tanzania, through Burundi and rwanda, and into
                                                                                    uganda. the eastern branch starts in central
                                                                                    tanzania and runs north through Kenya and
                                                                                    ethiopia, ending on the continent at Djibouti and
                                                                                    eritrea at the afar triangle, bordering on the red
                                                                                    sea and Gulf of aden.
                                                                                        enormous troughs, up to 2 km deep and 90
                                                                                    km wide, form along these cracks. elongated
                                                                                    lakes, also formed by the rift system along
                                                                                    the western branch, include malawi, rukwa,
                                                                                    tanganyika, Kivu, edward, and albert. shallow
                                                                                    saline lakes along the eastern branch include—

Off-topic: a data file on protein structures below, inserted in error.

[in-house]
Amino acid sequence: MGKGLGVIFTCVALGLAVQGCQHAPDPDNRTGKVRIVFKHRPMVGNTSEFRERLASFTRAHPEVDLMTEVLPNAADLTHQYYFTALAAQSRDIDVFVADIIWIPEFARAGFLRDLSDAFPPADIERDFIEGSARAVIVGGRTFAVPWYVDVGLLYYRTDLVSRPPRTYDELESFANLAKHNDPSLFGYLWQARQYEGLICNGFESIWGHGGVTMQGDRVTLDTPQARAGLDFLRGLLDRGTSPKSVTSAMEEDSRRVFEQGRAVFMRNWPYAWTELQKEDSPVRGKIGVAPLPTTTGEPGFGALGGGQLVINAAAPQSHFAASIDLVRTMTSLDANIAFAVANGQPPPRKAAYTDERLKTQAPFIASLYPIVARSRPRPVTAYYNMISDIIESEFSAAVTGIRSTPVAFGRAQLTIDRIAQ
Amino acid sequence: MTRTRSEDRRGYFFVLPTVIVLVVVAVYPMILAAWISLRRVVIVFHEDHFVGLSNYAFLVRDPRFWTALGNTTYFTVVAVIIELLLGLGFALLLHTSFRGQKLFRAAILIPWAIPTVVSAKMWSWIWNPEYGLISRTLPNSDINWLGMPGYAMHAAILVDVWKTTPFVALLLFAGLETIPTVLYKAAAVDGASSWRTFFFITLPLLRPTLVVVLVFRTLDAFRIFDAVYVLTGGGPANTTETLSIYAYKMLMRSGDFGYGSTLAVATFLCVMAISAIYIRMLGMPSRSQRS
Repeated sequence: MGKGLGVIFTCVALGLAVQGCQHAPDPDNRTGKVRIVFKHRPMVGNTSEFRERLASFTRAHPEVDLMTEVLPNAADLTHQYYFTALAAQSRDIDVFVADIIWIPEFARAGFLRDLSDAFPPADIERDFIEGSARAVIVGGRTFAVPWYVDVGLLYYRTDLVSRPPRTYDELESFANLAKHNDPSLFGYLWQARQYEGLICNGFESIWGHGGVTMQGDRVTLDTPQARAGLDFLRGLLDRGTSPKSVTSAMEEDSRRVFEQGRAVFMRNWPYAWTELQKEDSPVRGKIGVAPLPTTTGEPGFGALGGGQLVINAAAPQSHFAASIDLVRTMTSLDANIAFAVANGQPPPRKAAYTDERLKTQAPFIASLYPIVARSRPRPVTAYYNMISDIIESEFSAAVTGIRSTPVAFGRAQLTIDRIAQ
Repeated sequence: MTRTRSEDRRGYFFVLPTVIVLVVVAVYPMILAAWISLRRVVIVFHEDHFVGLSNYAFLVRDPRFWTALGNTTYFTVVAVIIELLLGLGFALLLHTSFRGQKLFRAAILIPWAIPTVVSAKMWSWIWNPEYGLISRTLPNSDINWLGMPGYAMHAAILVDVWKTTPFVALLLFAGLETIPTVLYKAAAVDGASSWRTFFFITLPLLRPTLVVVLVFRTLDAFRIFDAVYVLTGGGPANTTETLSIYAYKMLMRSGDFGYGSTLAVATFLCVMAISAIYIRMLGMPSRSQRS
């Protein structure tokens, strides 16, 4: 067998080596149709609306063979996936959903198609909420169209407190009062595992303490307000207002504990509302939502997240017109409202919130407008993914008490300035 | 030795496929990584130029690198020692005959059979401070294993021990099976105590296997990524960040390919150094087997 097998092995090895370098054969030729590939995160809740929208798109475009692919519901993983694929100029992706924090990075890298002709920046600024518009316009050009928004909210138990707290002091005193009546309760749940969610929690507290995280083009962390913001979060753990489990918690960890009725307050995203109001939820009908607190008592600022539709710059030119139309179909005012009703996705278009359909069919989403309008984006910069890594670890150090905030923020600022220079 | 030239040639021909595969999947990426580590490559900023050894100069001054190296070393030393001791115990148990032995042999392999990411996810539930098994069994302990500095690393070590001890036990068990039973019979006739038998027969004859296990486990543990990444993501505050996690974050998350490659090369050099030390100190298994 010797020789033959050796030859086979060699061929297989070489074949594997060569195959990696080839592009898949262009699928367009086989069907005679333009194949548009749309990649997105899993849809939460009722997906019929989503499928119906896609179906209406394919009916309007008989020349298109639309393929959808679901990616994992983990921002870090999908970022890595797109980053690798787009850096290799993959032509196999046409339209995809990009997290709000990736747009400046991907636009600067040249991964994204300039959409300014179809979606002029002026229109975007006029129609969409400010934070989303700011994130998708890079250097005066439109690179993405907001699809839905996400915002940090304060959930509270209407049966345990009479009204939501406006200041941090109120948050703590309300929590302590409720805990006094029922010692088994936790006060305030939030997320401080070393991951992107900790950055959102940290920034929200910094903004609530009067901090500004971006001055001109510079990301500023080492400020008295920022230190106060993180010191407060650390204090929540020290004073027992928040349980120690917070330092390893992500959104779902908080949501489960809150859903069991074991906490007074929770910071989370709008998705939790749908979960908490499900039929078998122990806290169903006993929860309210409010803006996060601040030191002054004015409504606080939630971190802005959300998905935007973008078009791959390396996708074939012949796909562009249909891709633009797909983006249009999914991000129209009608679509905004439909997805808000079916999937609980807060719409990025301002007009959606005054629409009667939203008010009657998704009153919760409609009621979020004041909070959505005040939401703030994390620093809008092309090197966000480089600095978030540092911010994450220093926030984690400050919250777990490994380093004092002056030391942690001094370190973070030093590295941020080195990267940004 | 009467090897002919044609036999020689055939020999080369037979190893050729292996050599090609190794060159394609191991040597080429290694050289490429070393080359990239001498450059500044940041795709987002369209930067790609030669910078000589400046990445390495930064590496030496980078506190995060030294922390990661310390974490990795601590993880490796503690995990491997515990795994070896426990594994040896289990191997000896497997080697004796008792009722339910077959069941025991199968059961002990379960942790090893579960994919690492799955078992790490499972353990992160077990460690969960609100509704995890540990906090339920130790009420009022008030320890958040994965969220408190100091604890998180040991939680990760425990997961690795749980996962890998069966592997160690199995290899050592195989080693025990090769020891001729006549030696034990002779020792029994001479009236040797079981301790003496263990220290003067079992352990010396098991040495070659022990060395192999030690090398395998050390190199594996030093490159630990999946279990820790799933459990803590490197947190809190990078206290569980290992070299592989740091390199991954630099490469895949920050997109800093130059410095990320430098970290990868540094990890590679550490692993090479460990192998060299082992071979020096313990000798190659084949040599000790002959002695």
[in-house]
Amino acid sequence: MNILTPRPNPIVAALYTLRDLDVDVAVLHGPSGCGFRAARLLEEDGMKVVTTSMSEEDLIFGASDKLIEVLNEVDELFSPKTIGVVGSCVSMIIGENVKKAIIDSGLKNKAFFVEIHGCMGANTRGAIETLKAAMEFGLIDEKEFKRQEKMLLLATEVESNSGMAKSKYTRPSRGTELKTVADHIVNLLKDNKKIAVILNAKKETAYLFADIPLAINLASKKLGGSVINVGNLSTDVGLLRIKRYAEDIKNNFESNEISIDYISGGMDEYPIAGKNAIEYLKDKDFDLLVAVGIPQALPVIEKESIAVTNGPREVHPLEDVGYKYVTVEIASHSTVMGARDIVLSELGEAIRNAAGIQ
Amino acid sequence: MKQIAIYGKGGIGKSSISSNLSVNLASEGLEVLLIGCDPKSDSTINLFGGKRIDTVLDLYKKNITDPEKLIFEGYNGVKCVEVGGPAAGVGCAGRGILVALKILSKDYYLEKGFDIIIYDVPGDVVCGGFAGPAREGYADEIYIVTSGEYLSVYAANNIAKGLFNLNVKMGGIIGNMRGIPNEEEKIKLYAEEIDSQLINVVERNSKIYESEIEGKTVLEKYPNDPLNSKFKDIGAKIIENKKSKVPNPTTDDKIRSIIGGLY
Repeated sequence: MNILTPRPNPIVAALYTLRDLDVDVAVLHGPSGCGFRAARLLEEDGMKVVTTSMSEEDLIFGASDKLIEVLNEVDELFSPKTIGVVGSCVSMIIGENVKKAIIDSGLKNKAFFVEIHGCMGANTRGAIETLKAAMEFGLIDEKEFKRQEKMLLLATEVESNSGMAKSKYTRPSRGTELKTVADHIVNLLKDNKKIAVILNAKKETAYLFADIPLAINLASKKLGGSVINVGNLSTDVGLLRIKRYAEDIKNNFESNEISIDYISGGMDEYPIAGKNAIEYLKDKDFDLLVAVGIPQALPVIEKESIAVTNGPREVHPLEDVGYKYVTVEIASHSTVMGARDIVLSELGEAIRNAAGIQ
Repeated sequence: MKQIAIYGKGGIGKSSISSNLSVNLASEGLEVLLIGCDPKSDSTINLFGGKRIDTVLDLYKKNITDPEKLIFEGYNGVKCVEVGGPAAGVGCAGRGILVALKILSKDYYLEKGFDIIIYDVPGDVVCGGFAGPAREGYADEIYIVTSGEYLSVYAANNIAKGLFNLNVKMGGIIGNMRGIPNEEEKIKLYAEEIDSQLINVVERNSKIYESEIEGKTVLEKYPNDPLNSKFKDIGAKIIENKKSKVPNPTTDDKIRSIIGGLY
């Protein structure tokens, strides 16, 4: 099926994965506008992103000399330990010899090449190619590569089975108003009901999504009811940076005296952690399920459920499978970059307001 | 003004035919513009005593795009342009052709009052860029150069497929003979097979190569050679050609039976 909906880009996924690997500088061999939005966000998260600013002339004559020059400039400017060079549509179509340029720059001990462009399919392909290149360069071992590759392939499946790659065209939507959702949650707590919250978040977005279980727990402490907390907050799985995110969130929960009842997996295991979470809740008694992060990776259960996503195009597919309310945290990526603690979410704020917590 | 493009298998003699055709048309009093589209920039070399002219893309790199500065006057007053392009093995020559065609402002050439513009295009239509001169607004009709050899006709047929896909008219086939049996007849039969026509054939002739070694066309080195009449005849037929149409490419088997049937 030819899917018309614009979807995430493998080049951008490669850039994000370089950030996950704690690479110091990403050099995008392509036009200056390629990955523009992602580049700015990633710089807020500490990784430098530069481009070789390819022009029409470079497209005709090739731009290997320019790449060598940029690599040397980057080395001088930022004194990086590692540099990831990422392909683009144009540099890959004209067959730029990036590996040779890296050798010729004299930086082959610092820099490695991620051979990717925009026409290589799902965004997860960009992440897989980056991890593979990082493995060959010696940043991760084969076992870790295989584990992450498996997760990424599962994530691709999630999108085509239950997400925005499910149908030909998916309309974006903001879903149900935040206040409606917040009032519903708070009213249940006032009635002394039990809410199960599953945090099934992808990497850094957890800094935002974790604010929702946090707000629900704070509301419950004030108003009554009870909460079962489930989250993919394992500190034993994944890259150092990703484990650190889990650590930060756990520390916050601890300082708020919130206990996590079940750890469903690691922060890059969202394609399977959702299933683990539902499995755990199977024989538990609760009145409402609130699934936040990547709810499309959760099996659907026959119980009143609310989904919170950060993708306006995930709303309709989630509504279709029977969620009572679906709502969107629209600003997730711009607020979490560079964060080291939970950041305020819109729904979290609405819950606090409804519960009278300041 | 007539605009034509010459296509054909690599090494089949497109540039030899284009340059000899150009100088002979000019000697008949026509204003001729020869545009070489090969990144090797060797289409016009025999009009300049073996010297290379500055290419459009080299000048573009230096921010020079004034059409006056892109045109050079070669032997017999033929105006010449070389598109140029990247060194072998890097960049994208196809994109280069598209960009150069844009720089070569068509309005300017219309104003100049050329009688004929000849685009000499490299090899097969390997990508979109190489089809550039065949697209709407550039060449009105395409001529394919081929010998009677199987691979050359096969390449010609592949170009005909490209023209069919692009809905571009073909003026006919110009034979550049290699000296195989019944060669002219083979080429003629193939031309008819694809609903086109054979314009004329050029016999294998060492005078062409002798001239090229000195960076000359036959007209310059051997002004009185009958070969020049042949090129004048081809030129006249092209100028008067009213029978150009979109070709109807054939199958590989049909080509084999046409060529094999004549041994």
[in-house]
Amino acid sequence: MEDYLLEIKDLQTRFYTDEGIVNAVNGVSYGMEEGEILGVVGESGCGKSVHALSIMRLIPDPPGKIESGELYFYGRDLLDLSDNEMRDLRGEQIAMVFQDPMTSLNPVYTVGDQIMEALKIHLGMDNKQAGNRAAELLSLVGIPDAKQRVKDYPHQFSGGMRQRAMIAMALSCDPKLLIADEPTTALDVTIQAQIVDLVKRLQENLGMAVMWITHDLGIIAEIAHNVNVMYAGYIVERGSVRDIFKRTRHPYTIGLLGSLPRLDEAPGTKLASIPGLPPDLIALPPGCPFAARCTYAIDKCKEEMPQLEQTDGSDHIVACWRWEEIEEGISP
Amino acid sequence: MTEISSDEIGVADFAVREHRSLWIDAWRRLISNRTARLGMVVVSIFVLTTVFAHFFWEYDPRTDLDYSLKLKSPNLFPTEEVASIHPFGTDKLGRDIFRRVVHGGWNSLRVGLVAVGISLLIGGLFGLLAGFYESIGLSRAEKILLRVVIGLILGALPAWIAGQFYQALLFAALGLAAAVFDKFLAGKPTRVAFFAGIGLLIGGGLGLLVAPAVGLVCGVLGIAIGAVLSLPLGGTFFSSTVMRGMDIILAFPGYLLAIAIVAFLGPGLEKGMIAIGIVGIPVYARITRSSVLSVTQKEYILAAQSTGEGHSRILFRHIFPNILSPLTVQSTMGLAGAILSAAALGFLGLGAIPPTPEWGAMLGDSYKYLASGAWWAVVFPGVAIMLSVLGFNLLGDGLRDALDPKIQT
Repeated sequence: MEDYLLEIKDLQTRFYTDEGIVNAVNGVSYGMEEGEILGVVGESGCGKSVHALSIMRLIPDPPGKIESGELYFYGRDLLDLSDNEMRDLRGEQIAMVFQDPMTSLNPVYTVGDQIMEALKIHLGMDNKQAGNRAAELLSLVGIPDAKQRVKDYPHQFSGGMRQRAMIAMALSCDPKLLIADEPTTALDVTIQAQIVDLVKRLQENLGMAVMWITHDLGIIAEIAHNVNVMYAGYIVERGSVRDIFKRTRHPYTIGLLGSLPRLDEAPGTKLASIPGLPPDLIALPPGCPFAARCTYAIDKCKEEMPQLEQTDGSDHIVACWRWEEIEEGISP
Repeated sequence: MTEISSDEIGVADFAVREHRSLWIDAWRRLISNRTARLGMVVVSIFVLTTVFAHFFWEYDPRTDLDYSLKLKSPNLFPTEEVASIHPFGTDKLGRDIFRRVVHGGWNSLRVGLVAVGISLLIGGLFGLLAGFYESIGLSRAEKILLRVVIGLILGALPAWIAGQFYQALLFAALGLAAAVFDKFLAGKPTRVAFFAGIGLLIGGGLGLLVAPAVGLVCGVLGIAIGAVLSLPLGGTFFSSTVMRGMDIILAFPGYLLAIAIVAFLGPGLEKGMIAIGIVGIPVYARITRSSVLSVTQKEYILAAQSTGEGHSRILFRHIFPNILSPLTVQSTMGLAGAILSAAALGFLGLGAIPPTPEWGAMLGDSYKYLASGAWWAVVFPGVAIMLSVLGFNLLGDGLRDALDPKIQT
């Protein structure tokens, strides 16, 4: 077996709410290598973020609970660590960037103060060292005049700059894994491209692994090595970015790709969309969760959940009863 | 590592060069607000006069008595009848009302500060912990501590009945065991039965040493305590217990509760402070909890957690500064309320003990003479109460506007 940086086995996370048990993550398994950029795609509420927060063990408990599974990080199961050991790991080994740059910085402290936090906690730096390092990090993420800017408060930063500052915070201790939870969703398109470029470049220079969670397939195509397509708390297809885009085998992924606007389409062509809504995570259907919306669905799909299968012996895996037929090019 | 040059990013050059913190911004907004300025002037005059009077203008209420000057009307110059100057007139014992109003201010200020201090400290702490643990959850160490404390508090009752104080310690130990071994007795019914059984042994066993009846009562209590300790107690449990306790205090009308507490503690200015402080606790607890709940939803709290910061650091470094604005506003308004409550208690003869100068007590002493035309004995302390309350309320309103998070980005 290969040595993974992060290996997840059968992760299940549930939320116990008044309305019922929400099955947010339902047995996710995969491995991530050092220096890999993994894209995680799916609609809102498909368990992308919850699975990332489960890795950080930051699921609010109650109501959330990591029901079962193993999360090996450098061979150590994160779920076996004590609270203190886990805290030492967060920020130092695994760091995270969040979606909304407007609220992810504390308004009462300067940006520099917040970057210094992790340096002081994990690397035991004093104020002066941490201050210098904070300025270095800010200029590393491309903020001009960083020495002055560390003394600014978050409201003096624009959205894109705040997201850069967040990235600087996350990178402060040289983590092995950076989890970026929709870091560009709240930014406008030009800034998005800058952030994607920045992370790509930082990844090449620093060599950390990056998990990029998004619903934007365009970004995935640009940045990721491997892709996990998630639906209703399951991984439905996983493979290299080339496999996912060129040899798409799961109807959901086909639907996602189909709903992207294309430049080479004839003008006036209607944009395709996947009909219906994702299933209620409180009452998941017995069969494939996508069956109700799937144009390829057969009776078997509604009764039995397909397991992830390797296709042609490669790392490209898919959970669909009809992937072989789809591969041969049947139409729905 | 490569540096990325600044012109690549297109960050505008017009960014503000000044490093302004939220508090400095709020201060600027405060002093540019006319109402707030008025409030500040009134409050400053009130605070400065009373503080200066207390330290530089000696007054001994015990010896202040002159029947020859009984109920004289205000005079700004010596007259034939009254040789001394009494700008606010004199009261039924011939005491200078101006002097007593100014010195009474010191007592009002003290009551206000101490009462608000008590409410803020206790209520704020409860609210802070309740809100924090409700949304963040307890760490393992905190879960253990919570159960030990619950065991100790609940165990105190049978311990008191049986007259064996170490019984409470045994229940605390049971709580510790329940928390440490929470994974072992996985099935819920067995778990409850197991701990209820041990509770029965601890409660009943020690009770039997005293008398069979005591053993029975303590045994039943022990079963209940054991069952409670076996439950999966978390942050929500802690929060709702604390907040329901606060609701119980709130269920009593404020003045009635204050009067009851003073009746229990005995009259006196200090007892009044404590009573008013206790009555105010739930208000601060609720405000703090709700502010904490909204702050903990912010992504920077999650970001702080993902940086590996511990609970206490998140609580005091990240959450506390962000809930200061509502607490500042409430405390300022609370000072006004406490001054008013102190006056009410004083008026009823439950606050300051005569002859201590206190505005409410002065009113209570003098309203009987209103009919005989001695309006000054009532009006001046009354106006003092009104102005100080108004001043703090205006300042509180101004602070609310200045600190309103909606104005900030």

among the larger—eyasi, natron, turkana,
                                                                                    abaya, abbe, and assal. massive lake Victoria
                                                                                    lies between the two branches. the volcanoes
                                                                                    Kilimanjaro, africa’s highest peak at 5,895 m,
                                                                                    and mount Kenya at 5,199 m, stand adjacent to
                                                                                    the rift near the center.
                                                                                        hot springs, many at boiling temperatures, lie
                                                                                    all along the rift. most are assumed to have been
                                                                                    present in the past. sixty-four hot springs are
                                                                                    reported for Kenya, varying in temperatures from
                                                                                    22 °c to 98 °c, and all are associated with the rift
                                                                                    system (Kamondo, 1988).
                                                                                    selected references
                                                                                    cataldi, r., hodgson, s.F and lund, J., eds. 1999, stories
                                                                                        from a heated earth, our Geothermal heritage, p. 20.
                                                                                        Published by the Geothermal resources council and the
                                                                                        international Geothermal association.